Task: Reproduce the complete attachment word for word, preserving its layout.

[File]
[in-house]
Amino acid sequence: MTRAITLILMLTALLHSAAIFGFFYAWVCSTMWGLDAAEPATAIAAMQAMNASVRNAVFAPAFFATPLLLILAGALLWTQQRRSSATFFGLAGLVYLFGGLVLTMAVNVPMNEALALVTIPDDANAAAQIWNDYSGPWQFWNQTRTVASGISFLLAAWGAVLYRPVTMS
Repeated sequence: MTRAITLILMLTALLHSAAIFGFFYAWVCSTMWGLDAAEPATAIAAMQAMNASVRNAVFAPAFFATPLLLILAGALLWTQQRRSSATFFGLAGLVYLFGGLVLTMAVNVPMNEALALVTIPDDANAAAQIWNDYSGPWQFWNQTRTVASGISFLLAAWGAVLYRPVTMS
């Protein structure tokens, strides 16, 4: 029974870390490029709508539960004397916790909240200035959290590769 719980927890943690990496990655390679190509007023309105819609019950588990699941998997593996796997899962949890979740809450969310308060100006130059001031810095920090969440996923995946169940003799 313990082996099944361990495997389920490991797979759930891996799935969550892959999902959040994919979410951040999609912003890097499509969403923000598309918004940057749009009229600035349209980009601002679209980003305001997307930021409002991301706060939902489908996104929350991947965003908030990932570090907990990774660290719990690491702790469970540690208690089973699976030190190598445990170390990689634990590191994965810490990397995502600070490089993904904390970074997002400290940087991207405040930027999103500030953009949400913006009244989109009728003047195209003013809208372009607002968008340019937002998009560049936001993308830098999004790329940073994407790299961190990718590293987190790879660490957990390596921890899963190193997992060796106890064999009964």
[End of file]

[in-house]
Amino acid sequence: MTRAITLILMLTALLHSAAIFGFFYAWVCSTMWGLDAAEPATAIAAMQAMNASVRNAVFAPAFFATPLLLILAGALLWTQQRRSSATFFGLAGLVYLFGGLVLTMAVNVPMNEALALVTIPDDANAAAQIWNDYSGPWQFWNQTRTVASGISFLLAAWGAVLYRPVTMS
Repeated sequence: MTRAITLILMLTALLHSAAIFGFFYAWVCSTMWGLDAAEPATAIAAMQAMNASVRNAVFAPAFFATPLLLILAGALLWTQQRRSSATFFGLAGLVYLFGGLVLTMAVNVPMNEALALVTIPDDANAAAQIWNDYSGPWQFWNQTRTVASGISFLLAAWGAVLYRPVTMS
């Protein structure tokens, strides 16, 4: 029974870390490029709508539960004397916790909240200035959290590769 719980927890943690990496990655390679190509007023309105819609019950588990699941998997593996796997899962949890979740809450969310308060100006130059001031810095920090969440996923995946169940003799 313990082996099944361990495997389920490991797979759930891996799935969550892959999902959040994919979410951040999609912003890097499509969403923000598309918004940057749009009229600035349209980009601002679209980003305001997307930021409002991301706060939902489908996104929350991947965003908030990932570090907990990774660290719990690491702790469970540690208690089973699976030190190598445990170390990689634990590191994965810490990397995502600070490089993904904390970074997002400290940087991207405040930027999103500030953009949400913006009244989109009728003047195209003013809208372009607002968008340019937002998009560049936001993308830098999004790329940073994407790299961190990718590293987190790879660490957990390596921890899963190193997992060796106890064999009964």